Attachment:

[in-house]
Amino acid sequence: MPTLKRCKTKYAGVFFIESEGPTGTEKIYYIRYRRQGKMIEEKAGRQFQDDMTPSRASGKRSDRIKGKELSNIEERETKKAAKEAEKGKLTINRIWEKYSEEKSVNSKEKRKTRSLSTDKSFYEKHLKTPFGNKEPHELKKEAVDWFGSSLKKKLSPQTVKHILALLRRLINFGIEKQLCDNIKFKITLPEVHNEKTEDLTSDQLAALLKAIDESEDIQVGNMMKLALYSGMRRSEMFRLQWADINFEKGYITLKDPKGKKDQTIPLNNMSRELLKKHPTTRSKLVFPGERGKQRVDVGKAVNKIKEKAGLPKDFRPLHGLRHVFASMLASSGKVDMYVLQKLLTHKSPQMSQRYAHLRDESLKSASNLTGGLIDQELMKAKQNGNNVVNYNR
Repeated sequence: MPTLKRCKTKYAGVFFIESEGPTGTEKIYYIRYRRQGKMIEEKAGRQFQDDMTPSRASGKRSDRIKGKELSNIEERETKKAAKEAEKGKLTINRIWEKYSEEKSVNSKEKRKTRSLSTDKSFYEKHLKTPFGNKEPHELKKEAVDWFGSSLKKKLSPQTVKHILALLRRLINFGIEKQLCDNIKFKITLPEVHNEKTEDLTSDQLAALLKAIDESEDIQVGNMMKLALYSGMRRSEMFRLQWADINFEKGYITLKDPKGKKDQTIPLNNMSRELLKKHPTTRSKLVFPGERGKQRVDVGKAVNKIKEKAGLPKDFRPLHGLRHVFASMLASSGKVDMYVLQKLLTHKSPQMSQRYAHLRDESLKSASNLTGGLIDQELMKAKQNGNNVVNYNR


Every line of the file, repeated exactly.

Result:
[in-house]
Amino acid sequence: MPTLKRCKTKYAGVFFIESEGPTGTEKIYYIRYRRQGKMIEEKAGRQFQDDMTPSRASGKRSDRIKGKELSNIEERETKKAAKEAEKGKLTINRIWEKYSEEKSVNSKEKRKTRSLSTDKSFYEKHLKTPFGNKEPHELKKEAVDWFGSSLKKKLSPQTVKHILALLRRLINFGIEKQLCDNIKFKITLPEVHNEKTEDLTSDQLAALLKAIDESEDIQVGNMMKLALYSGMRRSEMFRLQWADINFEKGYITLKDPKGKKDQTIPLNNMSRELLKKHPTTRSKLVFPGERGKQRVDVGKAVNKIKEKAGLPKDFRPLHGLRHVFASMLASSGKVDMYVLQKLLTHKSPQMSQRYAHLRDESLKSASNLTGGLIDQELMKAKQNGNNVVNYNR
Repeated sequence: MPTLKRCKTKYAGVFFIESEGPTGTEKIYYIRYRRQGKMIEEKAGRQFQDDMTPSRASGKRSDRIKGKELSNIEERETKKAAKEAEKGKLTINRIWEKYSEEKSVNSKEKRKTRSLSTDKSFYEKHLKTPFGNKEPHELKKEAVDWFGSSLKKKLSPQTVKHILALLRRLINFGIEKQLCDNIKFKITLPEVHNEKTEDLTSDQLAALLKAIDESEDIQVGNMMKLALYSGMRRSEMFRLQWADINFEKGYITLKDPKGKKDQTIPLNNMSRELLKKHPTTRSKLVFPGERGKQRVDVGKAVNKIKEKAGLPKDFRPLHGLRHVFASMLASSGKVDMYVLQKLLTHKSPQMSQRYAHLRDESLKSASNLTGGLIDQELMKAKQNGNNVVNYNR